BOISE – An Idaho state lawmaker says constituents shouldn’t be concerned that he hasn’t made a house payment since June 2012, four months before he was elected to the Idaho House.
Freshman Rep. Brandon Hixon, R-Caldwell, said he’s been negotiating a home mortgage modification with his lender. He expects the process to be completed by late January, averting a foreclosure auction set for March.
“We’ve got a plan drafted and I think it will work out just fine,” Hixon said Monday. “This doesn’t have any kind of impact on my ability to be an effective legislator. Obviously it’s a trying time, when it comes right down to it, but I think we’ve worked through it diligently. We’re going to come out leaner and stronger as a family from this thing.”
Hixon, who at 32 is currently the youngest member of the Idaho Legislature, narrowly defeated Democrat Travis Manning in 2012, though his Canyon County district is heavily Republican.
During the campaign, the Idaho Press-Tribune, Hixon’s hometown newspaper, reported that the he’d had five misdemeanors by age 21 for such offenses as urinating in public and being a minor in possession of alcohol; 15 infractions, mostly for traffic violations, between 1998 and 2009; and small-claims court orders to pay past-due rent in 2003 and 2005.
Hixon told the newspaper then, “Obviously I’ve changed. … It’s not a reflection on what’s going to happen in the future. You basically grow up. You understand what true responsibility is.”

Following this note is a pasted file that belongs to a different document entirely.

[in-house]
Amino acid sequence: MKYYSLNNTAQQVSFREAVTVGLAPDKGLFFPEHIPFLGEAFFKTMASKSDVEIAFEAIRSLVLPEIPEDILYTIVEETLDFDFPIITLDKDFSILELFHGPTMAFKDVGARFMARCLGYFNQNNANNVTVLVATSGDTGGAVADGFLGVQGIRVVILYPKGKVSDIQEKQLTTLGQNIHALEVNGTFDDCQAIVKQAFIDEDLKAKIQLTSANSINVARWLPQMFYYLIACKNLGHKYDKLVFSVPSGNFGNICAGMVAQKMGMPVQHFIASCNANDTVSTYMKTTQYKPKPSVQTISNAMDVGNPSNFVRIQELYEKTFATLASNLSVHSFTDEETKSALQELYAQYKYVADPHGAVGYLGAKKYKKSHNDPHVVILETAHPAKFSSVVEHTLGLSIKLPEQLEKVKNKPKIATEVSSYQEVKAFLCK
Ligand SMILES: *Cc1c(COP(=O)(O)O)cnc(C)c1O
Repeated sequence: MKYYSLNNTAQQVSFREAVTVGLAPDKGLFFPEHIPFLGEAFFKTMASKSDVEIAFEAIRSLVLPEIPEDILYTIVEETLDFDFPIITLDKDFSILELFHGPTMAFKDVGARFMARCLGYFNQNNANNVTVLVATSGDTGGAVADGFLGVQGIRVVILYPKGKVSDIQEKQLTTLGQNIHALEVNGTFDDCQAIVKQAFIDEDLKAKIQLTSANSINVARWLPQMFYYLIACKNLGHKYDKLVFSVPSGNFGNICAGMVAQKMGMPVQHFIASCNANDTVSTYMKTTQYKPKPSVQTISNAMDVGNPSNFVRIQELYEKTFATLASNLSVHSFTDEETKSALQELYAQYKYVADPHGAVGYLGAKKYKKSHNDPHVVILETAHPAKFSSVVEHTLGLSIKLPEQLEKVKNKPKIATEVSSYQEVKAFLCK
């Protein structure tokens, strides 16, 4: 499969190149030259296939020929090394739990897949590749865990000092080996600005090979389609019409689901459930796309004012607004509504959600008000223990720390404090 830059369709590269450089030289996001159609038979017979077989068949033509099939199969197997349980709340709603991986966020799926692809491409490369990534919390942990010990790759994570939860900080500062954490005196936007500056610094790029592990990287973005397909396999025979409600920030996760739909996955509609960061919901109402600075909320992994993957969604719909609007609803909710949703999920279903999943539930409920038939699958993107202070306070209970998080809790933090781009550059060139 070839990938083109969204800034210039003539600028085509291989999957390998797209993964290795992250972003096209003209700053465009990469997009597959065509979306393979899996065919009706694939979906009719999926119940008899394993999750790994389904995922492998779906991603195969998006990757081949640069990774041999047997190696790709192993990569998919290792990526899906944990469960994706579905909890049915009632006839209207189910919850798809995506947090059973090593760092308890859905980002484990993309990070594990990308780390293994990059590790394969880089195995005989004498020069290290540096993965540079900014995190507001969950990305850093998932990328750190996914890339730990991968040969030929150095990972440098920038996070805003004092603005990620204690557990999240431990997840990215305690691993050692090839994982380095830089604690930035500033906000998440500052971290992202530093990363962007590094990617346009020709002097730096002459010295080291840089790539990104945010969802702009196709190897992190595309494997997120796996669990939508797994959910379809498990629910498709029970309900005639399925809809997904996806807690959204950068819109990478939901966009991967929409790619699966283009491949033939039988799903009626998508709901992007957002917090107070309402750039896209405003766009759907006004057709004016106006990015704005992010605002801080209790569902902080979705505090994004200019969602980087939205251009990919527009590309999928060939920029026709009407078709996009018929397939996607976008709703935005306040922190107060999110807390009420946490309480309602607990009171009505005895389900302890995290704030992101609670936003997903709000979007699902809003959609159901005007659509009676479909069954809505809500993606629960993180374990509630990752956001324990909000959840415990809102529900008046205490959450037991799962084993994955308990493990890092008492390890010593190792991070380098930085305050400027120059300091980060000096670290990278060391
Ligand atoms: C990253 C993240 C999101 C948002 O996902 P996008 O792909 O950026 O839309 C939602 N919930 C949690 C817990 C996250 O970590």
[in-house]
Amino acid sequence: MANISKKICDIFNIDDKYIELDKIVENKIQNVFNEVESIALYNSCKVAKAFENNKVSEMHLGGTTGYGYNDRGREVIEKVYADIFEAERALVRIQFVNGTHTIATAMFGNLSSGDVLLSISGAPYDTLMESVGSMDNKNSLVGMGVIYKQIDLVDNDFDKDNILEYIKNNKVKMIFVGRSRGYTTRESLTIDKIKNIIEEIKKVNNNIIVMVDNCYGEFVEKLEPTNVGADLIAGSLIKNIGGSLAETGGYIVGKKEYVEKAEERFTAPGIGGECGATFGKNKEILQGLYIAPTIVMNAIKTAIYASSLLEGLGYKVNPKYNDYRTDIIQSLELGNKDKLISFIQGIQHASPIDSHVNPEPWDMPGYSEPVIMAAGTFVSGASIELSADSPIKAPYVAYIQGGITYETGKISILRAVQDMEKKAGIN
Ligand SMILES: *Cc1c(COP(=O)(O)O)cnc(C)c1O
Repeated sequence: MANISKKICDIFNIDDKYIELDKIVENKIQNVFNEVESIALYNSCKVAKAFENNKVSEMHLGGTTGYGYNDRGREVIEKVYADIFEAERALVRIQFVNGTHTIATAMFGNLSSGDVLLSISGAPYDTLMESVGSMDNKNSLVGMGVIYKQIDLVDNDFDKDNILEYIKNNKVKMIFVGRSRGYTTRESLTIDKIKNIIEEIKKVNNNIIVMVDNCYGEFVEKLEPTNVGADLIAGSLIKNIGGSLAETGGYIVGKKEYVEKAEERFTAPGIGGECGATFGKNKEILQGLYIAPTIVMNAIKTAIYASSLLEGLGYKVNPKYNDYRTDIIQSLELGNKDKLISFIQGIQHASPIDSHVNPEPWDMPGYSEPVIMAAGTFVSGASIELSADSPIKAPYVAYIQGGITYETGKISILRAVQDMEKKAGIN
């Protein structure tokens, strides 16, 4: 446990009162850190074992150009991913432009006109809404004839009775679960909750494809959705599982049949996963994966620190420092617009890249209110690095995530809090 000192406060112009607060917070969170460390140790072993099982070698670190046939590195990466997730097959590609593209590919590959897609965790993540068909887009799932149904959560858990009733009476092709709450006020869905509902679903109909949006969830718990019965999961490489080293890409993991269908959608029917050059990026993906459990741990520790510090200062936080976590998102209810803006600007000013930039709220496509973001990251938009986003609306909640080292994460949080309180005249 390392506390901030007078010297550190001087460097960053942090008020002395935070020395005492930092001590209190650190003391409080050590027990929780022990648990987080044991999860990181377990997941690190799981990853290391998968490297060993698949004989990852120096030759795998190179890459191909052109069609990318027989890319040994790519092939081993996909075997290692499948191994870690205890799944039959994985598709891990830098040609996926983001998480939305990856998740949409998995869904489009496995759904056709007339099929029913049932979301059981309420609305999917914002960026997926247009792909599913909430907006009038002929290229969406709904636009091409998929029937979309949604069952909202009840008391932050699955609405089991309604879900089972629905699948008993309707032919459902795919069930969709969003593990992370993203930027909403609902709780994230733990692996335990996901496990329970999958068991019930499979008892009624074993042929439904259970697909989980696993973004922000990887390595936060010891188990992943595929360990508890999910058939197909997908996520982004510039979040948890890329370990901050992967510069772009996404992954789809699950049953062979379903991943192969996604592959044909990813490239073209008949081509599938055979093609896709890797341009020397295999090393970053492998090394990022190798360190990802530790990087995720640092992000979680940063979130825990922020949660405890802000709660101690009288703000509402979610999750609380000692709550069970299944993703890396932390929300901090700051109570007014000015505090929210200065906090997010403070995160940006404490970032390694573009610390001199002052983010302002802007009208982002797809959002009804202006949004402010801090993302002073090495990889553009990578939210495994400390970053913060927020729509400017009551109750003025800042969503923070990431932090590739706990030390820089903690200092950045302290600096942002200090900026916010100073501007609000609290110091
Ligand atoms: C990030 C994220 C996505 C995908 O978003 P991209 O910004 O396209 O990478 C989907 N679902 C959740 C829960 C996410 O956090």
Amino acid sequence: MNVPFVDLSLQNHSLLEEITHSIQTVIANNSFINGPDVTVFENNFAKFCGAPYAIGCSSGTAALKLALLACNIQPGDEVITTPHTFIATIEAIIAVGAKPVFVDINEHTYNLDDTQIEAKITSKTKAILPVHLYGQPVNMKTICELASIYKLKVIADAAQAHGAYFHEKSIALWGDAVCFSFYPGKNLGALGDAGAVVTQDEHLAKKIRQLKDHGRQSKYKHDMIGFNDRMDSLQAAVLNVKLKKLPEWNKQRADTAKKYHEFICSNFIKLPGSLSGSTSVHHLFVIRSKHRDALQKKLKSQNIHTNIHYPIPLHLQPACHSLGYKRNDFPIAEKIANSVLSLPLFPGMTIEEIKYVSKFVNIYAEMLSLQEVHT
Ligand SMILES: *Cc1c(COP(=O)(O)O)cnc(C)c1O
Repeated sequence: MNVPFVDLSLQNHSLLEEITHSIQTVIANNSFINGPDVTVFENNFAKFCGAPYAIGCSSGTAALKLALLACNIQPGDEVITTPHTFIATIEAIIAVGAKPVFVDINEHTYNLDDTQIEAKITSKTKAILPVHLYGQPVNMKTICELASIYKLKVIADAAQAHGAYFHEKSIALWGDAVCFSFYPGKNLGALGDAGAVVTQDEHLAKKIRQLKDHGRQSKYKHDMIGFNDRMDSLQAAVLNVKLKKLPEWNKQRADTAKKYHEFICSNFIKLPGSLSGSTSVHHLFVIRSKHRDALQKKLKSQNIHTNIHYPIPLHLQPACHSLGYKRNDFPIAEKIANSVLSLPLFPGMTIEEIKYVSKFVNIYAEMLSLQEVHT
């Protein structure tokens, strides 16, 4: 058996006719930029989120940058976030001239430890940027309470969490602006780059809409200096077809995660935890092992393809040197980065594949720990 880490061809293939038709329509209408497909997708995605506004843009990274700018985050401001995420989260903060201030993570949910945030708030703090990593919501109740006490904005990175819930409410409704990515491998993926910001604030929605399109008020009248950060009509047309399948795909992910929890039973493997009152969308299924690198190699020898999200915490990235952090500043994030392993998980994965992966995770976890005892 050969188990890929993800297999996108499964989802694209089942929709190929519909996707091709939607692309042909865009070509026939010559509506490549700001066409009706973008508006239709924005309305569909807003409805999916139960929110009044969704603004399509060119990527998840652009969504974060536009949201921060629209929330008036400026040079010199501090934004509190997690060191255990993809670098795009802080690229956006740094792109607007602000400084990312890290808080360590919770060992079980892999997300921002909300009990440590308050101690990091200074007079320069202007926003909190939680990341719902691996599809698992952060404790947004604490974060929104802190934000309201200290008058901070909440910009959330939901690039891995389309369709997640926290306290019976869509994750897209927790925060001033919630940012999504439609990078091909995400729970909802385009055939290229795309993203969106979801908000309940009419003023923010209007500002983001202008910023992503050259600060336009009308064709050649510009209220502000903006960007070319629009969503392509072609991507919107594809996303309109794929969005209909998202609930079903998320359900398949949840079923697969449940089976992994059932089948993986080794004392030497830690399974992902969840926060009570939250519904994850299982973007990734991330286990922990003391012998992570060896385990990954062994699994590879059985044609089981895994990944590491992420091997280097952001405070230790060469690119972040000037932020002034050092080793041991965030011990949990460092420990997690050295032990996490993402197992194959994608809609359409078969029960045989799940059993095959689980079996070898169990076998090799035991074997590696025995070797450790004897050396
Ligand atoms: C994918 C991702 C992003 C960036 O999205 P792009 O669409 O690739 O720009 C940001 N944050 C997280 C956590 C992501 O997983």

Hixon said his financial problems aren’t a sign of a return to his youthful mistakes. “I haven’t had so much as a speeding ticket in the last four and a half years,” he said. “I think what’s important to remember here is the fact that I gave up a very high-paying job to come to my service to the people of Legislative District 10. This is personal, and we’ll work it out.”
Hixon, who is married with four children ranging in age from 2 to 13, said he resigned from his job as an insurance agent for Liberty Mutual in May 2012, after the firm belatedly informed him it viewed legislative service as a conflict of interest with his employment. Since then, he’s been an independent agent, but said his business has suffered due to his legislative service. “It’s taken time away from my business as an insurance agent,” he said. “The time demands on a legislator are pretty significant.”
Idaho lawmakers are paid $16,438 per year plus expenses; they typically meet in session for about three months a year, from January through March, though some meetings are held at various times throughout the year.
Hixon said his constituents have been supportive. “I’m not a multimillionaire retired legislator, I’m a working guy,” he said. “I think I’m very in touch with the people. … People say, ‘This guy’s a regular guy, an average guy who’s having troubles like hundreds of thousands of Idahoans, and obviously he’s getting it taken care of.’”
He added, “I’m up-front about everything from Day 1. That’s what everybody needs to understand. I don’t think it’s been any big secret that it has been a financial crunch for me. But at the end of the day, we’re not on state assistance, we’re not out there begging for a handout, we’re taking care of it.”
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